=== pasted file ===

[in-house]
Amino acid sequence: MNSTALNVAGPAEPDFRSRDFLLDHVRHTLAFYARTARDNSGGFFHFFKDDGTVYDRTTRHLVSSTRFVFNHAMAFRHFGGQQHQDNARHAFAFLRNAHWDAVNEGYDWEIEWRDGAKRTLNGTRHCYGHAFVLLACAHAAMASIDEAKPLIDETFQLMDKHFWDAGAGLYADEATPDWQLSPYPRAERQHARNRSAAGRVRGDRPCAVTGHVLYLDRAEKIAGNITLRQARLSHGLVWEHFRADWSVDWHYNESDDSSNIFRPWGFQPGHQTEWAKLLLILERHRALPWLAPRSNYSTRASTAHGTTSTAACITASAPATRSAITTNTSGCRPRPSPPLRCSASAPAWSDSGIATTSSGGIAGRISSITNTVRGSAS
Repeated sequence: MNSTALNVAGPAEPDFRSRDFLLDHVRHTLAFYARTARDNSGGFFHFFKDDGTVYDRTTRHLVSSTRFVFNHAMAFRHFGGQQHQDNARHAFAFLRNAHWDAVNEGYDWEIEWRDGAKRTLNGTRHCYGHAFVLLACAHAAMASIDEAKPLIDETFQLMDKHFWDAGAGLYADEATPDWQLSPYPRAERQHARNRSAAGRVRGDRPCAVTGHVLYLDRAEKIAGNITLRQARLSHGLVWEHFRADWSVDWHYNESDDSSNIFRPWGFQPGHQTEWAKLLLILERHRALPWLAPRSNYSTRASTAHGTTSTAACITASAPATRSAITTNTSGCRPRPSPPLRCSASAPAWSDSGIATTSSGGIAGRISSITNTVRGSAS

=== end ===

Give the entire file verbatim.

[in-house]
Amino acid sequence: MNSTALNVAGPAEPDFRSRDFLLDHVRHTLAFYARTARDNSGGFFHFFKDDGTVYDRTTRHLVSSTRFVFNHAMAFRHFGGQQHQDNARHAFAFLRNAHWDAVNEGYDWEIEWRDGAKRTLNGTRHCYGHAFVLLACAHAAMASIDEAKPLIDETFQLMDKHFWDAGAGLYADEATPDWQLSPYPRAERQHARNRSAAGRVRGDRPCAVTGHVLYLDRAEKIAGNITLRQARLSHGLVWEHFRADWSVDWHYNESDDSSNIFRPWGFQPGHQTEWAKLLLILERHRALPWLAPRSNYSTRASTAHGTTSTAACITASAPATRSAITTNTSGCRPRPSPPLRCSASAPAWSDSGIATTSSGGIAGRISSITNTVRGSAS
Repeated sequence: MNSTALNVAGPAEPDFRSRDFLLDHVRHTLAFYARTARDNSGGFFHFFKDDGTVYDRTTRHLVSSTRFVFNHAMAFRHFGGQQHQDNARHAFAFLRNAHWDAVNEGYDWEIEWRDGAKRTLNGTRHCYGHAFVLLACAHAAMASIDEAKPLIDETFQLMDKHFWDAGAGLYADEATPDWQLSPYPRAERQHARNRSAAGRVRGDRPCAVTGHVLYLDRAEKIAGNITLRQARLSHGLVWEHFRADWSVDWHYNESDDSSNIFRPWGFQPGHQTEWAKLLLILERHRALPWLAPRSNYSTRASTAHGTTSTAACITASAPATRSAITTNTSGCRPRPSPPLRCSASAPAWSDSGIATTSSGGIAGRISSITNTVRGSAS